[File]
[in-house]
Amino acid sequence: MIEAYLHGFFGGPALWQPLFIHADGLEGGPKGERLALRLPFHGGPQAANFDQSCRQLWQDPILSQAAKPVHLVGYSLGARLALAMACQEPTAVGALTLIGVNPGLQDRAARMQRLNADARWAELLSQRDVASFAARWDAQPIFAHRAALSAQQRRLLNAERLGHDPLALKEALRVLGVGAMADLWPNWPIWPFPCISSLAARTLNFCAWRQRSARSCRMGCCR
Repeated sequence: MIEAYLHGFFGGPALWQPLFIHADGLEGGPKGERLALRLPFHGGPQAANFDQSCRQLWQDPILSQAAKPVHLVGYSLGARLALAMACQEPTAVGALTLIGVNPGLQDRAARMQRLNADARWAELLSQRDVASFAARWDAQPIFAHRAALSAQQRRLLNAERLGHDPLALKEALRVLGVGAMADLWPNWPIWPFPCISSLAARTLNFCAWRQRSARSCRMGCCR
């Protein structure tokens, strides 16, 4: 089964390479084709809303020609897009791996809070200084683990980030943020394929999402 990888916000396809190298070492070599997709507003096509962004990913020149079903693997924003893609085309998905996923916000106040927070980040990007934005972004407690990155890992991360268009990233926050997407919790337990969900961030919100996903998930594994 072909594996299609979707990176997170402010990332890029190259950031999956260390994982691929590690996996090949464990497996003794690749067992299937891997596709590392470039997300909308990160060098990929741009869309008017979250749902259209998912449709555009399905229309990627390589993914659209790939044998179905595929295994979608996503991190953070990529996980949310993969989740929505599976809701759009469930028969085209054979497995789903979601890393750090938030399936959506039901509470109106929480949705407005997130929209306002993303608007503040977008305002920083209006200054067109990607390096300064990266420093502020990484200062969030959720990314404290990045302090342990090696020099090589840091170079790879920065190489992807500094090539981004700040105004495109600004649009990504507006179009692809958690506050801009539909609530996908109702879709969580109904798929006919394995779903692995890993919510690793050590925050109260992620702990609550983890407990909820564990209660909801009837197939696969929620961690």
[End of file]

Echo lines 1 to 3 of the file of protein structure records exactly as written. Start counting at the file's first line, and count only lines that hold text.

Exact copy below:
[in-house]
Amino acid sequence: MIEAYLHGFFGGPALWQPLFIHADGLEGGPKGERLALRLPFHGGPQAANFDQSCRQLWQDPILSQAAKPVHLVGYSLGARLALAMACQEPTAVGALTLIGVNPGLQDRAARMQRLNADARWAELLSQRDVASFAARWDAQPIFAHRAALSAQQRRLLNAERLGHDPLALKEALRVLGVGAMADLWPNWPIWPFPCISSLAARTLNFCAWRQRSARSCRMGCCR
Repeated sequence: MIEAYLHGFFGGPALWQPLFIHADGLEGGPKGERLALRLPFHGGPQAANFDQSCRQLWQDPILSQAAKPVHLVGYSLGARLALAMACQEPTAVGALTLIGVNPGLQDRAARMQRLNADARWAELLSQRDVASFAARWDAQPIFAHRAALSAQQRRLLNAERLGHDPLALKEALRVLGVGAMADLWPNWPIWPFPCISSLAARTLNFCAWRQRSARSCRMGCCR